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Court dismisses pot legalization challenge
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Court dismisses pot legalization challenge

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The Montana Supreme Court on Wednesday dismissed a petition aimed at striking the marijuana legalization effort from the upcoming election results.

Wrong for Montana, the group formed to oppose recreational marijuana legalization, filed the petition on Tuesday on the claim that Initiative 190 inappropriately appropriates the funding from its projected tax revenues, a duty left to the state Legislature. 

I-190 would legalize, regulate and tax recreational marijuana. A paired ballot measure, Constitutional Initiative 118, would set the age of consumption at 21. 

In their order on Wednesday, justices shared no opinion on the merits of the constitutional challenge, but wrote that Wrong for Montana's attorneys failed to illustrate the urgency necessary for the Supreme Court to take the first look at the challenge, rather than the District Courts.

Steve Zabawa, who heads up Wrong for Montana, said Thursday morning his group was taking its case to District Court in Helena. Although a District Court ruling could take much longer, Zabawa said he plans to continue the challenge even after the election.

"It's just the point of the matter," Zabawa said of the revenue distribution claims. "This is not a suggestion, this is an actual appropriation. That's what they've done, down to the penny. I've never seen anything so egregious."

New Approach Montana, the campaign carrying the two legalization measures, heralded the high court's ruling in a press release Thursday morning.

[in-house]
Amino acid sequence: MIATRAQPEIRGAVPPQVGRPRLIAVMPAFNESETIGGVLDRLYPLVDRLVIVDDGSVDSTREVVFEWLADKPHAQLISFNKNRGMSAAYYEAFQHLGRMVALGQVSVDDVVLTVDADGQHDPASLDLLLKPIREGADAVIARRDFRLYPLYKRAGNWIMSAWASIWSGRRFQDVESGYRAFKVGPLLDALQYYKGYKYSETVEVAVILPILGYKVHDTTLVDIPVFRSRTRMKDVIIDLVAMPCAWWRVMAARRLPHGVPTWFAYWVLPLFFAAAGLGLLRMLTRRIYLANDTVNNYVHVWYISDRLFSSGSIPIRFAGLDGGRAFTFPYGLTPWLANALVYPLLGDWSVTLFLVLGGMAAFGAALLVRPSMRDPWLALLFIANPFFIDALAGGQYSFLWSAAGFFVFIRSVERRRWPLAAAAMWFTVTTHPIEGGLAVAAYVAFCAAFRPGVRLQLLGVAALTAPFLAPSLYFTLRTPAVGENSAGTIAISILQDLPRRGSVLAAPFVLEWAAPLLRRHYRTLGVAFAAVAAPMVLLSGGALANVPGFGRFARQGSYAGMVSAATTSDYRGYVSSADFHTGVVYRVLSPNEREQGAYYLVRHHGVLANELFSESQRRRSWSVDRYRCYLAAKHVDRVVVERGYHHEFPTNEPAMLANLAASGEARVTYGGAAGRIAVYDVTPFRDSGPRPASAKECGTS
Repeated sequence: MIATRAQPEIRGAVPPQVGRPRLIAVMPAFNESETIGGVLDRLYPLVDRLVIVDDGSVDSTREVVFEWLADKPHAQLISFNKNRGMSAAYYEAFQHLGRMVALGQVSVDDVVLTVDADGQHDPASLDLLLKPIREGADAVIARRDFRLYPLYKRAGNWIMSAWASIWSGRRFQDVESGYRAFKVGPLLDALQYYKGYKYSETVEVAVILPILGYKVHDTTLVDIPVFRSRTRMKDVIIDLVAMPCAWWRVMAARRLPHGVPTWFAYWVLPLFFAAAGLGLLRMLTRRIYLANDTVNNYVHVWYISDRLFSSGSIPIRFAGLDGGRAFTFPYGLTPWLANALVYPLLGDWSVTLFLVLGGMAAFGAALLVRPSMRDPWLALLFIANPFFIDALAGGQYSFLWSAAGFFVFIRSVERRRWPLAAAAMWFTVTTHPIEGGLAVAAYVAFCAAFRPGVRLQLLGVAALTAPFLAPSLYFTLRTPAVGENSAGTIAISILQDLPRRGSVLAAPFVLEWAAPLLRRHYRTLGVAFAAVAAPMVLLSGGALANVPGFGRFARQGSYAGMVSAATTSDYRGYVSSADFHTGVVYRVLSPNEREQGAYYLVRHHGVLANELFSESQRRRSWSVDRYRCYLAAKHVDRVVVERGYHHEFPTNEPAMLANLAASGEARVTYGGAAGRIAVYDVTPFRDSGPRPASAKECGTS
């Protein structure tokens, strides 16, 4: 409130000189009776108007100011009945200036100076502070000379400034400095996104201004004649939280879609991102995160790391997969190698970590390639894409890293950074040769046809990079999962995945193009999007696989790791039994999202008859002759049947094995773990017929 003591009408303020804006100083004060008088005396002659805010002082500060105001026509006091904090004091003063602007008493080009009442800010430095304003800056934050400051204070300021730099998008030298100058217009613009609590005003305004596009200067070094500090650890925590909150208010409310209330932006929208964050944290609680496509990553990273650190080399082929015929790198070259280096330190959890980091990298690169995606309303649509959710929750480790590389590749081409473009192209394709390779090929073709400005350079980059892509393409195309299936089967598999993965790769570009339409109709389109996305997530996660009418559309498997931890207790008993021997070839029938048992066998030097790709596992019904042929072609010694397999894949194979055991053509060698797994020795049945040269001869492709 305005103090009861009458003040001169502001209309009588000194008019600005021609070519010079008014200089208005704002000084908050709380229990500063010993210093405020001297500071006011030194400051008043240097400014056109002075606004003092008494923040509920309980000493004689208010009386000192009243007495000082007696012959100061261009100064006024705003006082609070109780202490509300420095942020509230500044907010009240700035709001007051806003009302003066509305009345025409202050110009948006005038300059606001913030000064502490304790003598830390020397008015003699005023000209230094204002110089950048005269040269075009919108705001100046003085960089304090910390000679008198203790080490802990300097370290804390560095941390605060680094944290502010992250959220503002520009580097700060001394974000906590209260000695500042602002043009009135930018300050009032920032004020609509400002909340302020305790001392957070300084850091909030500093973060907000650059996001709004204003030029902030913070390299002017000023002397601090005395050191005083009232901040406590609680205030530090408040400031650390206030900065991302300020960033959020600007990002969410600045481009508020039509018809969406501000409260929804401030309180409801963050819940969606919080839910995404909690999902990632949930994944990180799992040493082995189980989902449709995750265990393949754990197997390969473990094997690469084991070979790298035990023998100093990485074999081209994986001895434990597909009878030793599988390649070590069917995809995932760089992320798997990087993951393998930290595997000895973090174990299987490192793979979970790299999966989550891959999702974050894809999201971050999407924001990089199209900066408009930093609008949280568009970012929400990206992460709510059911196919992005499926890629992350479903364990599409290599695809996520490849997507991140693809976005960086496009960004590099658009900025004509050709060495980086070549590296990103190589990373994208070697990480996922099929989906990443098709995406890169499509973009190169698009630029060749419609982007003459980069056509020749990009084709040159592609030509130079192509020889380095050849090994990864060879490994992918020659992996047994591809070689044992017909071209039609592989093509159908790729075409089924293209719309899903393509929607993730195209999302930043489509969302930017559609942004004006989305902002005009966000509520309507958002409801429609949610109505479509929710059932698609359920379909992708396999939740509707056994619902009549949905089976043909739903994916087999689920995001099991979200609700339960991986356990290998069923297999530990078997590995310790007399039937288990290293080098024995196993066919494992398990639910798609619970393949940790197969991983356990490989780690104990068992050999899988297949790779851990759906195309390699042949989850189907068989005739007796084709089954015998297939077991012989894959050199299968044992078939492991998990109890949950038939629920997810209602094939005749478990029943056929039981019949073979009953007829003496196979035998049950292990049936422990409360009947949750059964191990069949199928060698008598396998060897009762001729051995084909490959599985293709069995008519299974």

“This was an easy decision for the Montana Supreme Court,” said Dave Lewis, policy advisor to New Approach Montana and former Republican state lawmaker. “At best, this lawsuit was a frivolous long shot. At worst, it was an intentional effort to create confusion right before the election.”

Legalization's projected tax revenues have been a key stumping point for New Approach. Still, campaign spokesman J.D. "Pepper" Petersen told the Missoulian earlier this week the measure's language, which states nearly half of tax revenues would go to public lands and conservation, with the remaining revenue divvied up between the state general fund, veterans' services, healthcare and municipalities that permit marijuana sales in their jurisdictions, contains only suggestions. 

The Bureau of Business and Economic Research at the University of Montana concluded a study in September projecting more than $236 million in tax revenue within five years of recreational marijuana sales taxed at 20% if passed by the voters. 


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